• A caring and tranquil environment

    Located in a quiet neighbourhood of South Jakarta, ours is a close-knit and active community

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  • A truly international school

    Representing over 30 nationalities, ours is a diverse yet close-knit community

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  • Dedicated, skilled, motivational

    We aim to ensure that your children are taught by the very best teachers and support staff

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  • Individual talents and strengths

    We offer an educational programme which is designed to bring out the very best in your child

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  • Join our school community

    The teachers, children and parents look forward to welcoming you to our school

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  • Stay connected with us

    There's so much going on in our happy, vibrant school

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  • Get in touch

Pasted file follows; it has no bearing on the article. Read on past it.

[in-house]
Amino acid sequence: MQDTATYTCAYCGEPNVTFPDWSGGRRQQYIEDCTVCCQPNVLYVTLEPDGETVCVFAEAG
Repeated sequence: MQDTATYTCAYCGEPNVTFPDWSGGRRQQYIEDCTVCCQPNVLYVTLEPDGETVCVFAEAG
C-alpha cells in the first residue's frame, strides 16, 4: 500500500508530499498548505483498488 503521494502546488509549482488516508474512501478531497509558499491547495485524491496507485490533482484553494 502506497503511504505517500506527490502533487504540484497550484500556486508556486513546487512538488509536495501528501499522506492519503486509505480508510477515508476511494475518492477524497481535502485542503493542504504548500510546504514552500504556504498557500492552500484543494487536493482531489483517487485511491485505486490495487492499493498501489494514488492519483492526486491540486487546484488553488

We would be delighted to hear from you

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Cultural Adjustment in Jakarta

“Moving to Jakarta is a shock… It is not the easiest place, but it can be great with the right preparation.” - Domine Brown, Early Years Co-ordinator

Relocating to Jakarta can present many challenges for people when they first arrive. Indonesian people are warm and welcoming and have a genuine fondness for children but inevitably, moving to any new environment requires a settling period and adjustment to local norms.

Dos and Don’ts

Do
  • Come with an open mind. “The people that struggle the most are the people that are not culturally sensitive or aware. If you are someone that is nervous around many different nationalities then Jakarta will be difficult,” says Early Years Coordinator Domine Brown.
  • Have patience. Systems and processes often don’t run as smoothly as you they do in your home country so it is important to be adaptable and flexible.
  • Be prepared to learn the language. Although many Indonesians speak some English, most do not. Taking the time to learn some basic words and phrases to help you get by will make your time in Jakarta much easier.
  • Find a buddy. Learning the ropes from someone that has lived in the country can make integration a lot easier. NIS are able to co-ordinate this process to help make the transition smoother.
  • Be polite and modest. In a conservative society like Indonesia, politeness and modesty are highly valued virtues.
Don’t
  • Lose your cool. In many Asian cultures becoming obviously frustrated and angry is seen as a characteristic of someone that lacks self-control. It will rarely produce the result you want and will often make matters worse.
  • Be afraid to ask other expats for advice; it's a good idea to get tips from someone who has been through it all before.